Transitioning from the excellent scholarship of John Frame, I want to post two excerpts from another leading scholar, D.A. Carson, from his book The Difficult Doctrine of the Love of God. If you have not read this short but significantly important book, I highly recommend it. Here’s part one (emphasis mine):
Certainly there is endless ground for wonder in the Father’s love for us, in Jesus’ love for us. But undergirding them, more basic than they are, is the Father’s love for the Son. Because of the love of the Father for the Son, the Father has determined that all should honor the Son even as they honor the Father (John 5:23). Indeed, this love of the Father for the Son is what makes sense of John 3:16. True. ‘God so loved the world that he gave his one and only Son’—there the object of God’s love is the world. But the standard that tells us just how great that love is has already been set. What is its measure? God so loved the world that he gave his Son. Paul’s reasoning is similar: If God did not spare his Son, how shall he not also with him freely give us all things (Rom. 8:32)? The argument is cogent only because the relationship between the Father and the Son is the standard for all other relationships.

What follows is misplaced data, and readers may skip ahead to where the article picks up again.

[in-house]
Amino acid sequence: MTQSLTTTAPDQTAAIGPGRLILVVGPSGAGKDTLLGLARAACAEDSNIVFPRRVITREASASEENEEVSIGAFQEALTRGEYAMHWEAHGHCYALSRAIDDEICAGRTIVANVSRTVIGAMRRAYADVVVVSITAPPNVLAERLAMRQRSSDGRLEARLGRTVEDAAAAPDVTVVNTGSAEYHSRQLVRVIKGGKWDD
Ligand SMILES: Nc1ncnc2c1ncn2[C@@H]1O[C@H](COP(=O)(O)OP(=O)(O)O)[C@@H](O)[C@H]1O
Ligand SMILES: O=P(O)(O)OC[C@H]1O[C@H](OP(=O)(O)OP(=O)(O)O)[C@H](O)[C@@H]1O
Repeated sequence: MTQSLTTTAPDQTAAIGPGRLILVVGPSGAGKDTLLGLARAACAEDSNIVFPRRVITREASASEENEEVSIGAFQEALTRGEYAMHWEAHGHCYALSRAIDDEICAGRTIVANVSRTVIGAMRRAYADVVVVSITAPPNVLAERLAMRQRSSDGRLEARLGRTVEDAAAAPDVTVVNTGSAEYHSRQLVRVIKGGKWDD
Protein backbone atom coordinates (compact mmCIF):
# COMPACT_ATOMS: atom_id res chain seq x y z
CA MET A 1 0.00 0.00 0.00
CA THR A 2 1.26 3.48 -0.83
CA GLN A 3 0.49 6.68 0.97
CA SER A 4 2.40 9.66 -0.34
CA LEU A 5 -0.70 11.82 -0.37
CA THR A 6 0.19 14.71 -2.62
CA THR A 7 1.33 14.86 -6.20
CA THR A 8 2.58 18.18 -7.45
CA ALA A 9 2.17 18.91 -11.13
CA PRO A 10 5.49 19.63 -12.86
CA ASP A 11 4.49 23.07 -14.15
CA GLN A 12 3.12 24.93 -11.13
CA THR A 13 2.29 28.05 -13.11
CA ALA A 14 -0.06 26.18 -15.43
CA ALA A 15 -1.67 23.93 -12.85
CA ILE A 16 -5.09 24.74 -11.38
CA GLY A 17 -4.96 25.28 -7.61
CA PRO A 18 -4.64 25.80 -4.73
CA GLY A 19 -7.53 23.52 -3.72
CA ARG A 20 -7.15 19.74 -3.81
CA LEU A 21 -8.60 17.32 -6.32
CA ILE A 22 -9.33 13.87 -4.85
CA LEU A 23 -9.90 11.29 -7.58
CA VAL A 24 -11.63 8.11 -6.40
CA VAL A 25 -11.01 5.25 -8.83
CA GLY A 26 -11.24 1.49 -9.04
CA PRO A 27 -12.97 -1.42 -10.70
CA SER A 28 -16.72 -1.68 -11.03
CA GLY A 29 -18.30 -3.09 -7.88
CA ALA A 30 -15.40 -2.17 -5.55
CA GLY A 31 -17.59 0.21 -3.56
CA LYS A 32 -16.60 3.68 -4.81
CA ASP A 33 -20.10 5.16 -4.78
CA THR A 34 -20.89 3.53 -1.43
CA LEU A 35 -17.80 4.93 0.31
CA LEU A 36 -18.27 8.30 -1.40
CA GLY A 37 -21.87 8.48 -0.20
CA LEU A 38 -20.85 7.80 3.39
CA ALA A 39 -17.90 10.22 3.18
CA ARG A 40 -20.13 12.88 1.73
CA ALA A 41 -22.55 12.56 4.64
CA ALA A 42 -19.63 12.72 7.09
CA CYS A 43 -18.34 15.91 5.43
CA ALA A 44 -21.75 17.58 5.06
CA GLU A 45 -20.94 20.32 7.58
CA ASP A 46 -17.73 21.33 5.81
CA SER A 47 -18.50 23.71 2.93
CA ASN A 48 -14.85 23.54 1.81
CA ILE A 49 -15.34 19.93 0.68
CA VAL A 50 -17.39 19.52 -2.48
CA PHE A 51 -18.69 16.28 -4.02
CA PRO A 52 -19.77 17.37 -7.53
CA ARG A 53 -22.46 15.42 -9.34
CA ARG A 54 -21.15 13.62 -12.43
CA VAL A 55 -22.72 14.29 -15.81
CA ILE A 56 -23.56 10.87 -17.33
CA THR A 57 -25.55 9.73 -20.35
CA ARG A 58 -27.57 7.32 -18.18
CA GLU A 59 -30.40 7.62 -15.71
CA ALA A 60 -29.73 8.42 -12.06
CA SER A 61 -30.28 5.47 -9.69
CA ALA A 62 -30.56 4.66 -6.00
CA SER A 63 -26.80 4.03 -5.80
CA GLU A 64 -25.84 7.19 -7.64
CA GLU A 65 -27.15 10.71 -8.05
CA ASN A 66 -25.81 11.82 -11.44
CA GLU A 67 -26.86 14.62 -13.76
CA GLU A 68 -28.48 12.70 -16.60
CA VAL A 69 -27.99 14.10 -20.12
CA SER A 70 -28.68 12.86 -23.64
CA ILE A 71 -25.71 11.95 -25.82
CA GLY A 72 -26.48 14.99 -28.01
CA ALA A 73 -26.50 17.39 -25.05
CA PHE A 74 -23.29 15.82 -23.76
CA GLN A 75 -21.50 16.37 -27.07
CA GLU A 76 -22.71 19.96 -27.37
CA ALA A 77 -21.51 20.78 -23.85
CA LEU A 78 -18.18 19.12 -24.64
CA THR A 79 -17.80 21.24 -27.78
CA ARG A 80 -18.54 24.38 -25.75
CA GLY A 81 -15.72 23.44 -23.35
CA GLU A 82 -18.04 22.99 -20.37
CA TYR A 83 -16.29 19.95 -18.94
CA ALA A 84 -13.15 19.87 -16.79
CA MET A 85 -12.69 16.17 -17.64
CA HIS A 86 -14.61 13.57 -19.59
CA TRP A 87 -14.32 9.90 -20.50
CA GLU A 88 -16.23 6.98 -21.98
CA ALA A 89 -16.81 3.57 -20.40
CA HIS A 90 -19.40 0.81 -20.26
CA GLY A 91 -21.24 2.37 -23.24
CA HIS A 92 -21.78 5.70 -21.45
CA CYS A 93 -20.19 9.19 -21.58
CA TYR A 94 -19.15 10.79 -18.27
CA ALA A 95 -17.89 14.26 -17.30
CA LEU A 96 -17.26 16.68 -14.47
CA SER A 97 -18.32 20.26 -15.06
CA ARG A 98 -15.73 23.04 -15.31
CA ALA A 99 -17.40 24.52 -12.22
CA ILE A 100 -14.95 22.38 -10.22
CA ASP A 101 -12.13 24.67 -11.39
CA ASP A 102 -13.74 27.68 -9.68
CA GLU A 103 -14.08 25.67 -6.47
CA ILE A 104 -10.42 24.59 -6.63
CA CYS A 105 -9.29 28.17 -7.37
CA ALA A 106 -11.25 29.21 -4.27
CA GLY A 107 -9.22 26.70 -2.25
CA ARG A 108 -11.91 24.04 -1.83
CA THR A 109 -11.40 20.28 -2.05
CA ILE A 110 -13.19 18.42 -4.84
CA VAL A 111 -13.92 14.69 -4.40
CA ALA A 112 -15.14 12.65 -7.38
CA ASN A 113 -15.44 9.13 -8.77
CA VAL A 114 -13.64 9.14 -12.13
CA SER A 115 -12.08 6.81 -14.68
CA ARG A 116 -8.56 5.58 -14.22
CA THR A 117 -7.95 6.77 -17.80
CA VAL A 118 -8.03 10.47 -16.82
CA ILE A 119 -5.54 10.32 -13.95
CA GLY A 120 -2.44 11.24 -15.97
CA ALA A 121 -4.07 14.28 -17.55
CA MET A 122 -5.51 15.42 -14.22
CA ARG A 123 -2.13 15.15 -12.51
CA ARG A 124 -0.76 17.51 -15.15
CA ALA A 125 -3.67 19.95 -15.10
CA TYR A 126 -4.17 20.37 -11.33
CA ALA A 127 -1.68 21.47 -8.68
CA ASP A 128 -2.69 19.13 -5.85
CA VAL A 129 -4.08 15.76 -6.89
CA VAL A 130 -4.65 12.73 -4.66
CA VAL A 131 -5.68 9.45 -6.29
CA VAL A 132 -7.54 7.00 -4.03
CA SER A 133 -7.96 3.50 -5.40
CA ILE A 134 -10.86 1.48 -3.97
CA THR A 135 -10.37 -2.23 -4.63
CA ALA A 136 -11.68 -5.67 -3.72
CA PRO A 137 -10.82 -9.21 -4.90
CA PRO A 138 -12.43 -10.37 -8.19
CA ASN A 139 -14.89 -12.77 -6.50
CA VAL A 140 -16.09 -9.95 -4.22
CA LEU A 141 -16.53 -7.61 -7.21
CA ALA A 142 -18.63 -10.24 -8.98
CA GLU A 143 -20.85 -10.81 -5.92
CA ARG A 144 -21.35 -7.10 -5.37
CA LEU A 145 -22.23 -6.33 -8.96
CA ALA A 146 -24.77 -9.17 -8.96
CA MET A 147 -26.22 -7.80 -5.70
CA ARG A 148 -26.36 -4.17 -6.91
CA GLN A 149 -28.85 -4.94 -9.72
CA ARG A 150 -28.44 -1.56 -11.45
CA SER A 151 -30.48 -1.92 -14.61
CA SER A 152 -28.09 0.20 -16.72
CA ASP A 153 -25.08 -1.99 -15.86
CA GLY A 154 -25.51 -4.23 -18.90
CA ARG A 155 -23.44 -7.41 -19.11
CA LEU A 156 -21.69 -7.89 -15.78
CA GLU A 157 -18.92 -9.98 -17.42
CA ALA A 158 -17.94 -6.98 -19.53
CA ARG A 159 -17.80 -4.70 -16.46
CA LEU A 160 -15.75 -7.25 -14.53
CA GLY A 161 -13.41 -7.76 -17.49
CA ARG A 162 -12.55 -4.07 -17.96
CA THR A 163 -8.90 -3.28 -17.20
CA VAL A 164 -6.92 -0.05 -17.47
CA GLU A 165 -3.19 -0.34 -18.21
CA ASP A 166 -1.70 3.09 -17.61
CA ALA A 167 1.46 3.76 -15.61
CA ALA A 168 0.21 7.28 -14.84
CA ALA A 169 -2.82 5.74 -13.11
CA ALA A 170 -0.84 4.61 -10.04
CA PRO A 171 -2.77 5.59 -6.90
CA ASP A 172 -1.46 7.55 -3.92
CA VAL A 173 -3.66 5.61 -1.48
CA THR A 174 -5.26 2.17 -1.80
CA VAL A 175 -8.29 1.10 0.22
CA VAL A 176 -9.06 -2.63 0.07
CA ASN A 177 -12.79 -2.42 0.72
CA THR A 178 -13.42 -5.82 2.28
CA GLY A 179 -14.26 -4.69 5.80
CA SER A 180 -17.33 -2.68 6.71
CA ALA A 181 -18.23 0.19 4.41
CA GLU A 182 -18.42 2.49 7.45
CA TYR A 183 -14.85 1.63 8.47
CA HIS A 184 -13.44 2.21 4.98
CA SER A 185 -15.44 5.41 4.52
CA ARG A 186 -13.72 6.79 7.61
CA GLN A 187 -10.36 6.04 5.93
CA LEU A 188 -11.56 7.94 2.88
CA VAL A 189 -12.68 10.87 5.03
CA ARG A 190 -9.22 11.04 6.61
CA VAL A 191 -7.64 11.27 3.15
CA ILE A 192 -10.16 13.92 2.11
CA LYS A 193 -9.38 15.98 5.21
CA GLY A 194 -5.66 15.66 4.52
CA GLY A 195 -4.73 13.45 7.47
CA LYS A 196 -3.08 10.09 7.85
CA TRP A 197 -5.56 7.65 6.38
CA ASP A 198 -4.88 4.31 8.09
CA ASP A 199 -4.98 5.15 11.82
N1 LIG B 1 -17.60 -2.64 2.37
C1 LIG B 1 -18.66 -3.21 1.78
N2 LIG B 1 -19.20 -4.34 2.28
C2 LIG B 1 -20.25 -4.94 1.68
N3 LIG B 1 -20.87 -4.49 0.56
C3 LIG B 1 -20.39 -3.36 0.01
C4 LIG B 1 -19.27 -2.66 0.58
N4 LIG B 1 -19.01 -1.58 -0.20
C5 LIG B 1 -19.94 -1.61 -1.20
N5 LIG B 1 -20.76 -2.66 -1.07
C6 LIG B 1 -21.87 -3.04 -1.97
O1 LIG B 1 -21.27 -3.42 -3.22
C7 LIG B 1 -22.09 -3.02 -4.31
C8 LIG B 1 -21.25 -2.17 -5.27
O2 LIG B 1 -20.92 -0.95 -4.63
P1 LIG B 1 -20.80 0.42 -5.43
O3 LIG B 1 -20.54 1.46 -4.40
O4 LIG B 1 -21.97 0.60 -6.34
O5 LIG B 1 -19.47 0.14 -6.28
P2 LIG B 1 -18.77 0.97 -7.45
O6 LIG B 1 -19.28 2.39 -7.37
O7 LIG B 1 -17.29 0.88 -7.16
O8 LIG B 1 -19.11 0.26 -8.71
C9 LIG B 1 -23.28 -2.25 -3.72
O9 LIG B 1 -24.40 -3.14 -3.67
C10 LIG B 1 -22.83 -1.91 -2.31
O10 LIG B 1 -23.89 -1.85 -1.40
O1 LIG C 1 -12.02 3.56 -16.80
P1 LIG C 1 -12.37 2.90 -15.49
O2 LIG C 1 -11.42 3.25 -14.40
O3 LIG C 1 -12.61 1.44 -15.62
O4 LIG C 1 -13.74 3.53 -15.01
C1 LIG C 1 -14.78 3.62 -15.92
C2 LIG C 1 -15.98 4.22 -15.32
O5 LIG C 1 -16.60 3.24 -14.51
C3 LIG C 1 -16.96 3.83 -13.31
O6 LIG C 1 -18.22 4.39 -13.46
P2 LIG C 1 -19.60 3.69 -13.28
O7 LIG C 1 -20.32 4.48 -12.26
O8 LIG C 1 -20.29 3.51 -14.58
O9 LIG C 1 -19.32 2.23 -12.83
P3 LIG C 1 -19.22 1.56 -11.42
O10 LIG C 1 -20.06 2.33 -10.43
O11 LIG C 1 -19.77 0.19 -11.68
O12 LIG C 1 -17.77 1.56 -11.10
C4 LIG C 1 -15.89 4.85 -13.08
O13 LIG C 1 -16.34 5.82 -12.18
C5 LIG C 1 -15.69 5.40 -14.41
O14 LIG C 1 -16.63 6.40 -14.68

– D.A. Carson, The Difficult Doctrine of the Love of God (Wheaton, IL: Crossway, 2000), 35.
Catch the flow of Carson’s reasoning:
1. The Father loves the Son
2. In light of this love, the Father has determined that all should honor the Son
3. The world knows God’s love through the sending of His Son
4. The goal is that the world honor the Son because of the Father’s love
Again we see an intrinsic relationship between intra-trinitarian love and God’s purpose in honoring (glorifying) Himself. This speaks directly to Witherington’s charge regarding John 3:16. “Why does John 3:16 make sense?” Carson asks. Because God has love us through giving us His Son which find its telos not in us, but the Father’s love for, and determination to honor, the Son.